About a month ago, the Cambridge Analytica scandal broke. I found out about it via the linked Guardian article, which I read while at a dinner with friends. I couldn’t put down my phone, and barely touched my wine for the first twenty minutes of the dinner, as friends began to tease me for being antisocial.
A few days later, after the gravity of the scandal had sunken in, I downloaded a copy of my Facebook data to see what kind of information they had in a different format. Bear in mind, I have been largely aware of what I’ve posted and added to Facebook. However, sometimes seeing data in a new format has a different impact.
As I perused my own personal data, I noticed that I had been on Facebook since April 23rd, 2004. I read that on or around March 23rd, and I resolved that on April 23rd 2018, I would delete my Facebook profile. And I’d like to tell you a few of the reasons why.
The feed is terrible. The feed really sucks. It’s no longer a true feed of things that my friends are doing. It’s a feed of the things posted by people who post on Facebook. While that sounds inherent, let me explain.
I have noticed that only a subset of my Facebook friends actually post on Facebook. Similarly, a subset of my friends posts on Instagram, a subset uses Snapchat, etc. Over time, my Facebook feed has become less and less a scrolling list of news and events from all my friends and more and more a feed of posts from the subset that posts on Facebook. And that subset as been shrinking.
I’ll note that I’m not even speaking of the vitriol of the 2016 election and the echo chambers that many live in. (I don’t live in an echo chamber, as I’ve always had a mix of friends on the Left and the Right.) Yes, the 2016 election ramp-up was a gross time for Facebook feeds. But I’m putting that to the side and merely speaking about from whom I’m seeing content.
They have been playing fast and loose with our privacy. There’s no question about this. The Cambridge Analytica scandal should have shown you that they don’t seem to take privacy very seriously. If you haven’t read up on it, here’s the long and the short of it: they did not have adequate checks and balances to prevent third-parties from harvesting your personal information. That’s as simple as it needs to be.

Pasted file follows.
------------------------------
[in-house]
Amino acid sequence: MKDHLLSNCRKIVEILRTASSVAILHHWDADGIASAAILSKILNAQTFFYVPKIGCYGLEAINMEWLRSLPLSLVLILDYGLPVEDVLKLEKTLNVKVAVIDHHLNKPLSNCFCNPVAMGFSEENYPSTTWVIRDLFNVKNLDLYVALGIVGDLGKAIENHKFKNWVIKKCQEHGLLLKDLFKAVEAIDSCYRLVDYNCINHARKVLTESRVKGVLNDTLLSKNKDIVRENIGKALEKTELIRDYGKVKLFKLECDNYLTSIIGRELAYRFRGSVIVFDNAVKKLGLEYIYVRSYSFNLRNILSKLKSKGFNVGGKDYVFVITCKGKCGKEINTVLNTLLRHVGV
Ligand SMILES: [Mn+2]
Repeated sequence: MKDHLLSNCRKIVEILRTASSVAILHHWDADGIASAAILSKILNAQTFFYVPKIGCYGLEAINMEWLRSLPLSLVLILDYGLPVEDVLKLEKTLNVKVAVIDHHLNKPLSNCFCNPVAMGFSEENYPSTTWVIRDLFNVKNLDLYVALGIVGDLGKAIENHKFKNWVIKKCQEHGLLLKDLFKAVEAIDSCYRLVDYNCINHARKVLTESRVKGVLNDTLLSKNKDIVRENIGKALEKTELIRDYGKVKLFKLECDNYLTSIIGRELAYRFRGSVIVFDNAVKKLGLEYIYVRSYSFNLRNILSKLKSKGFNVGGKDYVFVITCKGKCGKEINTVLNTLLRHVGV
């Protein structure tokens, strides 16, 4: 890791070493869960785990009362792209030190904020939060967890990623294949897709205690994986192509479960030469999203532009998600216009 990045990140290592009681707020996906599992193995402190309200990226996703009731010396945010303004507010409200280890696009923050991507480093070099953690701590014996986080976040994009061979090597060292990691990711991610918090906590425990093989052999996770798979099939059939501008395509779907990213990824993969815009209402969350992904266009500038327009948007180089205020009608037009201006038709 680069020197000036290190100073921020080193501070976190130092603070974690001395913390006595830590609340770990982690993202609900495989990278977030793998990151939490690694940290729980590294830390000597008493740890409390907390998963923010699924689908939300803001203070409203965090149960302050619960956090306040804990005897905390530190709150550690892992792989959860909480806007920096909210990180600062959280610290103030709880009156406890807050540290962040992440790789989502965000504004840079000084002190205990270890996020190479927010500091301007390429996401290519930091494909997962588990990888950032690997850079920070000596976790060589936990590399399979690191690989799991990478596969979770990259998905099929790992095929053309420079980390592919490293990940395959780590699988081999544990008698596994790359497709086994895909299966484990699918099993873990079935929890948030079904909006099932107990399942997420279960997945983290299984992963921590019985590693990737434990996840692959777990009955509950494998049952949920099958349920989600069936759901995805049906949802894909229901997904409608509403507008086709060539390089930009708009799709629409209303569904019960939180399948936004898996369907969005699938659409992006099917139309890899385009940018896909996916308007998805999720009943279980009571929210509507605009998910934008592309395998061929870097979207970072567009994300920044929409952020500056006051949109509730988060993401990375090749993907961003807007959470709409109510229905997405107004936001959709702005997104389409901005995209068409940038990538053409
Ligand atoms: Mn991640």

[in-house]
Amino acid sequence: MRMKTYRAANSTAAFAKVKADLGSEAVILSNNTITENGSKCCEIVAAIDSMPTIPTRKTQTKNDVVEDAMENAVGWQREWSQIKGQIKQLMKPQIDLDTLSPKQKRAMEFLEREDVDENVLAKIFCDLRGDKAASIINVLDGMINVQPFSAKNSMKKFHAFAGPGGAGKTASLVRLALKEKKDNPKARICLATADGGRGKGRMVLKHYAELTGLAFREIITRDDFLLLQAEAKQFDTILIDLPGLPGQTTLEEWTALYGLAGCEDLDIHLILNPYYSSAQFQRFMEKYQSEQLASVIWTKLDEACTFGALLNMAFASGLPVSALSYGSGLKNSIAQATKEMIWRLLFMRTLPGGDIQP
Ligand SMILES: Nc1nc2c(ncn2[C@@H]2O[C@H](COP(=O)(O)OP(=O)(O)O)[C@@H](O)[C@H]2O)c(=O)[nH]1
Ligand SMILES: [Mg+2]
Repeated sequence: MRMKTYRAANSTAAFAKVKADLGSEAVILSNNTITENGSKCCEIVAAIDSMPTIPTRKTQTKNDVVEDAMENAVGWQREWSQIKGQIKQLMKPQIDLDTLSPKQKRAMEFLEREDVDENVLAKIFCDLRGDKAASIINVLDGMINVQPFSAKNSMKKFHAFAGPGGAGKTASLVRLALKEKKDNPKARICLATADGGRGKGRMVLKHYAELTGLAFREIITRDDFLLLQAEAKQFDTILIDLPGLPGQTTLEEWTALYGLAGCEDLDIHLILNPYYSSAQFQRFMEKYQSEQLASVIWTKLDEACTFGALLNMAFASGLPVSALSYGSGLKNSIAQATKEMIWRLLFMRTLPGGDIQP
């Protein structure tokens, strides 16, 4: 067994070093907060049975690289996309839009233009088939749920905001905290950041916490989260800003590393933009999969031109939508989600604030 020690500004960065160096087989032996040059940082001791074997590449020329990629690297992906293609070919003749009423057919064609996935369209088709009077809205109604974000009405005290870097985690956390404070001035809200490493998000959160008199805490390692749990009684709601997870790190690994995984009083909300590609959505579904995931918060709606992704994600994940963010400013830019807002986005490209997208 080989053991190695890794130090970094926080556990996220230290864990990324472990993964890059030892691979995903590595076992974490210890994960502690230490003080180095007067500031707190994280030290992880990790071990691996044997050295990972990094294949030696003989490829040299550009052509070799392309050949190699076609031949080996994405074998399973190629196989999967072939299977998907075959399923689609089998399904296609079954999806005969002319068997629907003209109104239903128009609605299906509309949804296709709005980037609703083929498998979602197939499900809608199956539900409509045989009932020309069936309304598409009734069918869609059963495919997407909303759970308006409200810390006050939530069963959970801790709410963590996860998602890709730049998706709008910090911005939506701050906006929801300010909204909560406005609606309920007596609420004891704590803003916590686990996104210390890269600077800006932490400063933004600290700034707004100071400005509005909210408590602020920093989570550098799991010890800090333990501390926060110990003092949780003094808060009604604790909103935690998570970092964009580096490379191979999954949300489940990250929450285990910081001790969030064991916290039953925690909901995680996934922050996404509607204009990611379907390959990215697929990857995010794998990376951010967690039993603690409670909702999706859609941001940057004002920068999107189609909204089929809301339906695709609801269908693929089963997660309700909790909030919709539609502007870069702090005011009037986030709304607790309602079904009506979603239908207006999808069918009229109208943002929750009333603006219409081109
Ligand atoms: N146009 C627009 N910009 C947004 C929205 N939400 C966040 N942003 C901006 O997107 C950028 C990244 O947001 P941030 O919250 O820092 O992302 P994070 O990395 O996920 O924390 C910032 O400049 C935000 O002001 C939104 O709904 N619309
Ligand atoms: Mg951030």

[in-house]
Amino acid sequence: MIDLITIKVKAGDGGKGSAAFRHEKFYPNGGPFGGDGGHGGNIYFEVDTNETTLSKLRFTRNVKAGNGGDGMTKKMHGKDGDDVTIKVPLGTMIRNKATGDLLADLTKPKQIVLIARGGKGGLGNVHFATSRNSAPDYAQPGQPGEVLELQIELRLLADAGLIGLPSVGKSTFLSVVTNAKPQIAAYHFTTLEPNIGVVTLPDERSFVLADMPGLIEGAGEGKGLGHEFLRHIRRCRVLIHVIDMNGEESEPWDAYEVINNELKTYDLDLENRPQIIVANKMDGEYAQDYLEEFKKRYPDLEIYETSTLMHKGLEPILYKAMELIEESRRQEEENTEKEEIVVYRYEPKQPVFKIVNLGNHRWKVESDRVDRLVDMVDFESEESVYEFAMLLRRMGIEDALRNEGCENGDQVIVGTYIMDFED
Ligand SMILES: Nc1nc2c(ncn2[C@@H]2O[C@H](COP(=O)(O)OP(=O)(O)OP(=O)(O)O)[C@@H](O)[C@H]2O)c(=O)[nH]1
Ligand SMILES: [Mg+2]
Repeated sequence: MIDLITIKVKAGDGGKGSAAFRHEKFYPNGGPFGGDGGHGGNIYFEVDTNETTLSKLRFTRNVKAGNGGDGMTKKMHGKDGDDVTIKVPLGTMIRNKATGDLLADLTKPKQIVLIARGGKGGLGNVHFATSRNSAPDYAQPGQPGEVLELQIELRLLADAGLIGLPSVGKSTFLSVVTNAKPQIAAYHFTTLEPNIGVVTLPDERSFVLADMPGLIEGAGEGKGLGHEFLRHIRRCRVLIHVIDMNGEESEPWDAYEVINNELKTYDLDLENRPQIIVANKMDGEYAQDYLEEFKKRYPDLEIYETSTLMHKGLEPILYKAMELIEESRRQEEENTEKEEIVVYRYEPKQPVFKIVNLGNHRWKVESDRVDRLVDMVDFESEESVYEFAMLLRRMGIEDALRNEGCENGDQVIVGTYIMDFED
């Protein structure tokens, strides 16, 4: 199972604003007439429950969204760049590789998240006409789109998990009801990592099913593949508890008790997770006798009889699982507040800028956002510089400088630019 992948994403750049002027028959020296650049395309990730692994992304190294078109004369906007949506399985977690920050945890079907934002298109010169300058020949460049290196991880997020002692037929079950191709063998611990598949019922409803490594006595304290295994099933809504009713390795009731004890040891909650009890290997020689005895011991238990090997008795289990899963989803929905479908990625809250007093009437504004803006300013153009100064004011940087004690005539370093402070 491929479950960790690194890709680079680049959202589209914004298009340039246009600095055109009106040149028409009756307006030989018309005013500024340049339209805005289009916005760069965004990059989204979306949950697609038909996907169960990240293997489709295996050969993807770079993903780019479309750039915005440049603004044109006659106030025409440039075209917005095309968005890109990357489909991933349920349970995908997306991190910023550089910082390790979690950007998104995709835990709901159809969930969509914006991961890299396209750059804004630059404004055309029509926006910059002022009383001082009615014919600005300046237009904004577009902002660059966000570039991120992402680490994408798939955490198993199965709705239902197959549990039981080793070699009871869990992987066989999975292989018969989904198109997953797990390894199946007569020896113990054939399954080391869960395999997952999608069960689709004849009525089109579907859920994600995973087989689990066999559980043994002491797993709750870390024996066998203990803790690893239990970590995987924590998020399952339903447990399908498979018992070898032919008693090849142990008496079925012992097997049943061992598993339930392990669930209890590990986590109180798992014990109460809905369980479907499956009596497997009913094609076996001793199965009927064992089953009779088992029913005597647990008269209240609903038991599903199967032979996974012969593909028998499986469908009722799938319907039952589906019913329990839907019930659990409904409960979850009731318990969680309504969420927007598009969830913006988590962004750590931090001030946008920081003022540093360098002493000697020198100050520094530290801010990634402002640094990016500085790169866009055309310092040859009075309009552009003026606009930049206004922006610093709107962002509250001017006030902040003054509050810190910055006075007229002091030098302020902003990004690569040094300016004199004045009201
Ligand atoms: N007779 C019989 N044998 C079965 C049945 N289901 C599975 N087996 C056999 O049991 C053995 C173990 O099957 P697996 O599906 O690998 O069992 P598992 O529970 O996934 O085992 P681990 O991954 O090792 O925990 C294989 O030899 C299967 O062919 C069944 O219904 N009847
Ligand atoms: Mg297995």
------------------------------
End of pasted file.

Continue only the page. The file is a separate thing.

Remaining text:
But they also have a long history of doing so. A friend of mine wrote a paper at MIT about Facebook privacy in 2005. It’s interesting to read that paper 12 years later, especially this one sentence from the abstract: “Privacy on Facebook is undermined by three principal factors: users disclose too much, Facebook does not take adequate steps to protect user privacy, and third parties are actively seeking out end-user information using Facebook.” Wow, right?
They have been playing fast and loose with our security, too. If you read that paper, you’ll notice that even in 2005, the authors were noting that Facebook didn’t use HTTPS (secure HTTP) for transmission of your information. That wasn’t rolled out site-wide until 2013. Further, as late as 2011, you had to enable it yourself.
We have to hit them where it hurts: the numbers. While it’s true, Facebook may not actually delete my information, and they may keep a shadow profile on me. But if I delete my profile, maybe others will (one friend already has!). This, hopefully, will lead to a decrease in user growth and a decrease in usage. That will hurt Facebook’s bottom line, and hopefully force them to change. Good tech firms do not make any decisions without hard, reliable data. I’m trying to give that to them.
So, just a few reasons why I’m deleting my profile. Will I stick to it? Let’s hope.